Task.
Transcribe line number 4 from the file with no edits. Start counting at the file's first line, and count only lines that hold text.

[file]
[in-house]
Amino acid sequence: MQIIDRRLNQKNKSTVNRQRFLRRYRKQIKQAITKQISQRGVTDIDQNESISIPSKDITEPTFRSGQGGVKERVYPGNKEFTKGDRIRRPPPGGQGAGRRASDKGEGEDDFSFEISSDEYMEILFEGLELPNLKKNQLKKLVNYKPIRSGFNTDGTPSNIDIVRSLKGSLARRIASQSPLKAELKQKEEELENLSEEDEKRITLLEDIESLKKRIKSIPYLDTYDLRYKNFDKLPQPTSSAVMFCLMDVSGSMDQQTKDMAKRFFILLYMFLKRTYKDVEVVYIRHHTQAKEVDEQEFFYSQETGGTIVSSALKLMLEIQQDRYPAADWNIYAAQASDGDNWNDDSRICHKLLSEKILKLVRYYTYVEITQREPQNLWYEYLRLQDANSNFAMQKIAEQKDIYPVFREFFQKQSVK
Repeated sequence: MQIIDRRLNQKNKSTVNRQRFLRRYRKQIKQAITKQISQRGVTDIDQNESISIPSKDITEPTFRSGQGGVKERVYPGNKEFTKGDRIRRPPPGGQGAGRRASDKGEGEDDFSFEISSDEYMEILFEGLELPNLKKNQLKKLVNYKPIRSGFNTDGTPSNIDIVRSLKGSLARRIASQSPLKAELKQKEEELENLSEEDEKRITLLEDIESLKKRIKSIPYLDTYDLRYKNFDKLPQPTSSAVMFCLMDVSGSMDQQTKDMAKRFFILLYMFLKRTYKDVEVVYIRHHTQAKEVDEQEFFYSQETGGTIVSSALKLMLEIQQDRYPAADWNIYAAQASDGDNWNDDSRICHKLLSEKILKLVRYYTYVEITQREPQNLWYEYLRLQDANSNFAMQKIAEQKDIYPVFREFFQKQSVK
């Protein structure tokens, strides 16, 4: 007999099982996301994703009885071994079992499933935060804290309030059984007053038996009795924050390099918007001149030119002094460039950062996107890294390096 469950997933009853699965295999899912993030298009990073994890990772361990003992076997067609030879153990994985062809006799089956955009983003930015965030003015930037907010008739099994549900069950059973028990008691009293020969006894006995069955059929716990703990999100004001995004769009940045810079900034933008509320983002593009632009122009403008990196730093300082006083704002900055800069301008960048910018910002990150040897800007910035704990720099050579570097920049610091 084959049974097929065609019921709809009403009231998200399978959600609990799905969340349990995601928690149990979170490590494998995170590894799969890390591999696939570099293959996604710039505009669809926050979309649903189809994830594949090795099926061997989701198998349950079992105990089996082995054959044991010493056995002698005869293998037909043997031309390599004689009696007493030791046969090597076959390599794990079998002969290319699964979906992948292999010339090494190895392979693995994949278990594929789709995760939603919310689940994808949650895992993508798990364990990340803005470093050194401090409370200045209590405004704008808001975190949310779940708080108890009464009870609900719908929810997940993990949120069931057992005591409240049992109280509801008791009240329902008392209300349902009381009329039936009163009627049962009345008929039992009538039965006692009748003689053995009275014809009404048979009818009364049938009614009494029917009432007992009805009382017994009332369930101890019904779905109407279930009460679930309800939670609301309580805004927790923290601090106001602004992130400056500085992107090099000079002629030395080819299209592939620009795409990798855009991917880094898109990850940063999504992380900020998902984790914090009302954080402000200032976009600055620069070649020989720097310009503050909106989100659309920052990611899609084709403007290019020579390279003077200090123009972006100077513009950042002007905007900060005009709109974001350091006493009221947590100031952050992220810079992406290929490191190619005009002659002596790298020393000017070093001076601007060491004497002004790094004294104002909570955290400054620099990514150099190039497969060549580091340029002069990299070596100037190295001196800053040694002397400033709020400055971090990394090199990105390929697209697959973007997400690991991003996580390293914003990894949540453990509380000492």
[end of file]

């Protein structure tokens, strides 16, 4: 007999099982996301994703009885071994079992499933935060804290309030059984007053038996009795924050390099918007001149030119002094460039950062996107890294390096 469950997933009853699965295999899912993030298009990073994890990772361990003992076997067609030879153990994985062809006799089956955009983003930015965030003015930037907010008739099994549900069950059973028990008691009293020969006894006995069955059929716990703990999100004001995004769009940045810079900034933008509320983002593009632009122009403008990196730093300082006083704002900055800069301008960048910018910002990150040897800007910035704990720099050579570097920049610091 084959049974097929065609019921709809009403009231998200399978959600609990799905969340349990995601928690149990979170490590494998995170590894799969890390591999696939570099293959996604710039505009669809926050979309649903189809994830594949090795099926061997989701198998349950079992105990089996082995054959044991010493056995002698005869293998037909043997031309390599004689009696007493030791046969090597076959390599794990079998002969290319699964979906992948292999010339090494190895392979693995994949278990594929789709995760939603919310689940994808949650895992993508798990364990990340803005470093050194401090409370200045209590405004704008808001975190949310779940708080108890009464009870609900719908929810997940993990949120069931057992005591409240049992109280509801008791009240329902008392209300349902009381009329039936009163009627049962009345008929039992009538039965006692009748003689053995009275014809009404048979009818009364049938009614009494029917009432007992009805009382017994009332369930101890019904779905109407279930009460679930309800939670609301309580805004927790923290601090106001602004992130400056500085992107090099000079002629030395080819299209592939620009795409990798855009991917880094898109990850940063999504992380900020998902984790914090009302954080402000200032976009600055620069070649020989720097310009503050909106989100659309920052990611899609084709403007290019020579390279003077200090123009972006100077513009950042002007905007900060005009709109974001350091006493009221947590100031952050992220810079992406290929490191190619005009002659002596790298020393000017070093001076601007060491004497002004790094004294104002909570955290400054620099990514150099190039497969060549580091340029002069990299070596100037190295001196800053040694002397400033709020400055971090990394090199990105390929697209697959973007997400690991991003996580390293914003990894949540453990509380000492």